Friday morning. The boxes were packed, the last stuff had been carried down from my room (almost), and my worldly possessions were piled into a rectangular section of floor, waiting to be loaded into the van. My wonderful librarian showed up to drive me to the UHaul place, and we headed off to North Philly. (Yes, I know that there are closer UHaul places. UHaul told me to go to that one.)
We arrived at THRIFT STORE on Luzerne street to find a lot of UHaul signs surrounding an unprepossessing warehouse. It wasn’t open. Okay, they opened at 10am; maybe it wasn’t quite ten yet. Some more people arrived and hung out waiting for the store to open, and eventually a woman came with keys.
The guy in charge of UHaul rentals wasn’t there yet, so we sat in the chilly hallway and shivered and chatted. Presently it became clear that the UHaul guy wasn’t going to show up for a while, and also that there wasn’t a van for me to take; was it all right if they gave me a 10′ truck, instead? I wasn’t thrilled about the prospect of a larger vehicle, but more storage space was not unwelcome, and anyway, what was I going to say, “No, I will sit here until you give me a van”? I had a vehicle to pack and upwards of three hours to drive, and it was already 10:30.
Driving home from North Philly was . . . harrowing. It was not so much that the truck was large and unfamiliar (it was) or that I had no sense of where the right side of the vehicle was (I didn’t), as that North Philly has an interesting approach to rules of the road at the best of times, and any time you are driving a UHaul truck is not the best of times. However, no pedestrians were run over, no bicycles were mowed down, no cars were hit, and no random stuff made contact with the truck. But I perhaps did not arrive home in the best frame of mind to park a truck on a relatively narrow street with no assistance, and caused a minor traffic jam until my family figured out what was going on and came outside to help flag.
Loading the truck went excellently. I had four marvelous people helping to carry stuff, we were done in two hours, and, in fact, if I were to identify problems, the greatest one would be that the assistants could carry boxes faster than I could figure out where to put them (since my oh-so-careful Furniture Tetris plan had been upset by the addition of about a foot of space in several directions). After lunch, I made my last sweeps of the house, we stuck a few more items in the back of the truck, and Isaac and I clambered in and headed off. Truck spacing relative to road width was a lot easier with a passenger to provide feedback, and I got enough of a sense of the mirrors to begin to judge for myself. We took Route 1 north.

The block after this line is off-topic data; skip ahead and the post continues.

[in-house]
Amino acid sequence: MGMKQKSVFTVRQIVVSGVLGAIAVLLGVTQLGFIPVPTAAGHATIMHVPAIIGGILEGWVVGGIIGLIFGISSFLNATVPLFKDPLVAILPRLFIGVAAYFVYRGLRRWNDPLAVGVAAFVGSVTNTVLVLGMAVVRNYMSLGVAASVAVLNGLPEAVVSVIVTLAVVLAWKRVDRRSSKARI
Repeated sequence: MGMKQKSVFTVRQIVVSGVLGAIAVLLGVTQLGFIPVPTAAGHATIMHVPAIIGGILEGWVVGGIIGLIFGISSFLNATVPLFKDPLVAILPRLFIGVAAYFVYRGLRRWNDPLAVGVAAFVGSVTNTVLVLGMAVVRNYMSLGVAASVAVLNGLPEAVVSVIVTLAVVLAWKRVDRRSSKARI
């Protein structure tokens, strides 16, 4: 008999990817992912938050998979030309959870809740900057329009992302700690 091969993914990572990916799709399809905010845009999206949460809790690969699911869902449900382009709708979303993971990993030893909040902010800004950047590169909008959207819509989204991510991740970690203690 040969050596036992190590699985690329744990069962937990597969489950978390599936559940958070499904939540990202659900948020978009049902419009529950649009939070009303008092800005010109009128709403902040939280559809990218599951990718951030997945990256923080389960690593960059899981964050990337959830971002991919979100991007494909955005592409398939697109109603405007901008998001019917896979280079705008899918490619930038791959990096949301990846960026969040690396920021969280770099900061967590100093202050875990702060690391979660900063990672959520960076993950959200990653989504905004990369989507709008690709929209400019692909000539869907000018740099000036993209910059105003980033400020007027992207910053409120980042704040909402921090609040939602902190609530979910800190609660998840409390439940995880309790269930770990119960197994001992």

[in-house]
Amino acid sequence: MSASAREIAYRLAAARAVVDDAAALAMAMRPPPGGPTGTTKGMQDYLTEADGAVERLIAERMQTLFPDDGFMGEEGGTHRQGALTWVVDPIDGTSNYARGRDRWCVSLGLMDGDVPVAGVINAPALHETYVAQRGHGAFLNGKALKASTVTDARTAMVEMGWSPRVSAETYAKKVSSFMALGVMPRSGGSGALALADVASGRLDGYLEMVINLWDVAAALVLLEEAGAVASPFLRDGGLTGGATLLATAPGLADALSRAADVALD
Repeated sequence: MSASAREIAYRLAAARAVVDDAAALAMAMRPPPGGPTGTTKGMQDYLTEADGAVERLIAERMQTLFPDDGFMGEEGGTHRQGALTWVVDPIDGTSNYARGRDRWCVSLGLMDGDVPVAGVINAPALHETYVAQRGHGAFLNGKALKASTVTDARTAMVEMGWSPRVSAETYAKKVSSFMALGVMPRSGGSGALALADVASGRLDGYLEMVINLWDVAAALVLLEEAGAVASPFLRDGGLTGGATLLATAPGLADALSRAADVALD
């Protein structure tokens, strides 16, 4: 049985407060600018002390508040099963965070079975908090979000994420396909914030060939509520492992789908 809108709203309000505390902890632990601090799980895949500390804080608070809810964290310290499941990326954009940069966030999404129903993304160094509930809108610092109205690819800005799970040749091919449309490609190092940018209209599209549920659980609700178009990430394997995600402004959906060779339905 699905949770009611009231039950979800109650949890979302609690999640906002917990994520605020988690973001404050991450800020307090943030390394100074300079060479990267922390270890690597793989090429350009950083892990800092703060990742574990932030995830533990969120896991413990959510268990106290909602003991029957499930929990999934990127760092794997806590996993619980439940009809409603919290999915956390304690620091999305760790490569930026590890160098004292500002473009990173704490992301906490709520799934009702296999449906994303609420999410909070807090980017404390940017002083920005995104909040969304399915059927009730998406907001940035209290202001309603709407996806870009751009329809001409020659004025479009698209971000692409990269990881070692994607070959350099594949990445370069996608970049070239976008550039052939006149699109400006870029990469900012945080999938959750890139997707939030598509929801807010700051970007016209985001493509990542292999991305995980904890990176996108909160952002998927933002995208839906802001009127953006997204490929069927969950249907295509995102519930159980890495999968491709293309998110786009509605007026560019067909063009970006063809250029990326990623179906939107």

One realized exactly how many potholes there are in a road when driving a truck containing everything one owns. It’s also a good way to figure out just exactly how long a road is. It was only 2:30 in the afternoon, but traffic was already pretty dense, and as I commented to Isaac, taking Roosevelt Boulevard out of the city is a really excellent way to be entirely ready to leave.
And that was before we almost had my first serious accident with a crazy driver who’d confused the definitions of “cut in front of” and “sideswipe.” (May I remind you that I was driving a 10′ truck? Admittedly, not the world’s largest truck, but considerably bigger than a compact car.) Apparently he wanted to get to the laundromat. I laid on both brakes and horn, and he lived to do his laundry.
It was with a good deal of relief that we reached the Pennsylvania Turnpike and left the state. New Jersey was uneventful, aside from our foray into a rest area. Since I was, technically, driving a truck, we took the “trucks” section at the divide, and found ourselves in an alternate universe full of absolutely enormous vehicles and very few parking spaces. Eventually we decided that there weren’t enough buses for anyone to mind if we parked at the very end of the line long enough to use the restroom — and realized while walking to the building that the Trucks Universe was distinctly lacking in gas pumps dispensing anything other than diesel. After a bit of investigation, we decided that a small section labeled “do not enter” would allow us to cross over into the cars side, and this was the last rest stop in New Jersey, and I wanted to buy gas before we left.
That worked just fine — until we were pulling out of the rest stop and I realized that the gas tank didn’t seem to be any fuller than when we’d entered. By the time Isaac confirmed that the fellow had only put a gallon of gas in the truck, we were already heading back to the highway, so we made some grumbling comments about mandatory full-service gas stations and headed over the bridge to Manhattan.
Which was . . . nowhere near as bad as I expected, considering that it was now 5pm on a Friday night. The roads were even worse than Philly (the whole trip, we could tell when we entered cities by the way the roads deteriorated), but aside from a few slowish miles, we got out of NYC much faster than I expected to, and spent a very pleasant evening with my friend Octopus Library (not her real name).
And that’s when I realized that my passport was still in Philadelphia.
To be continued . . .